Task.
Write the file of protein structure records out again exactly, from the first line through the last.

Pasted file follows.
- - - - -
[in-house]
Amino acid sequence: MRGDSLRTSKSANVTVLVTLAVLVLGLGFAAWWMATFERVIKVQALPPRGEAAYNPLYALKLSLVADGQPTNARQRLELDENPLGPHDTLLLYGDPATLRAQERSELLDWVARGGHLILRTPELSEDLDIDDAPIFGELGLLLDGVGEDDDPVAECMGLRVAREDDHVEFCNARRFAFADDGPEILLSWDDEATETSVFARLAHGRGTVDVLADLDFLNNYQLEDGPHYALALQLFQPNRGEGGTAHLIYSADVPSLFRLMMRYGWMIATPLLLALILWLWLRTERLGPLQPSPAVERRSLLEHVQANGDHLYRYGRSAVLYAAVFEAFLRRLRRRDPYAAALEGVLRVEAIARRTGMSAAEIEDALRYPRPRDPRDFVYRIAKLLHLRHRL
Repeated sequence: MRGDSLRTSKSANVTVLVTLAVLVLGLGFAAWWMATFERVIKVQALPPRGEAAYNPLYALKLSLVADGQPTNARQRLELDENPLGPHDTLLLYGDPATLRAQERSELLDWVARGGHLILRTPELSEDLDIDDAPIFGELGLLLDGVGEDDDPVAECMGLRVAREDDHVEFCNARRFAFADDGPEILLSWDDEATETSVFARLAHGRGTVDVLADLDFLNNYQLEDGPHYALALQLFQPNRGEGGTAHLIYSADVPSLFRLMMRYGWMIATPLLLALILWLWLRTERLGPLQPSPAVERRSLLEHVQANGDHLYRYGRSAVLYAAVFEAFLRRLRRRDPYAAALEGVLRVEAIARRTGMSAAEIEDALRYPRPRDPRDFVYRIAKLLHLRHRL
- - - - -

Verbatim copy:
[in-house]
Amino acid sequence: MRGDSLRTSKSANVTVLVTLAVLVLGLGFAAWWMATFERVIKVQALPPRGEAAYNPLYALKLSLVADGQPTNARQRLELDENPLGPHDTLLLYGDPATLRAQERSELLDWVARGGHLILRTPELSEDLDIDDAPIFGELGLLLDGVGEDDDPVAECMGLRVAREDDHVEFCNARRFAFADDGPEILLSWDDEATETSVFARLAHGRGTVDVLADLDFLNNYQLEDGPHYALALQLFQPNRGEGGTAHLIYSADVPSLFRLMMRYGWMIATPLLLALILWLWLRTERLGPLQPSPAVERRSLLEHVQANGDHLYRYGRSAVLYAAVFEAFLRRLRRRDPYAAALEGVLRVEAIARRTGMSAAEIEDALRYPRPRDPRDFVYRIAKLLHLRHRL
Repeated sequence: MRGDSLRTSKSANVTVLVTLAVLVLGLGFAAWWMATFERVIKVQALPPRGEAAYNPLYALKLSLVADGQPTNARQRLELDENPLGPHDTLLLYGDPATLRAQERSELLDWVARGGHLILRTPELSEDLDIDDAPIFGELGLLLDGVGEDDDPVAECMGLRVAREDDHVEFCNARRFAFADDGPEILLSWDDEATETSVFARLAHGRGTVDVLADLDFLNNYQLEDGPHYALALQLFQPNRGEGGTAHLIYSADVPSLFRLMMRYGWMIATPLLLALILWLWLRTERLGPLQPSPAVERRSLLEHVQANGDHLYRYGRSAVLYAAVFEAFLRRLRRRDPYAAALEGVLRVEAIARRTGMSAAEIEDALRYPRPRDPRDFVYRIAKLLHLRHRL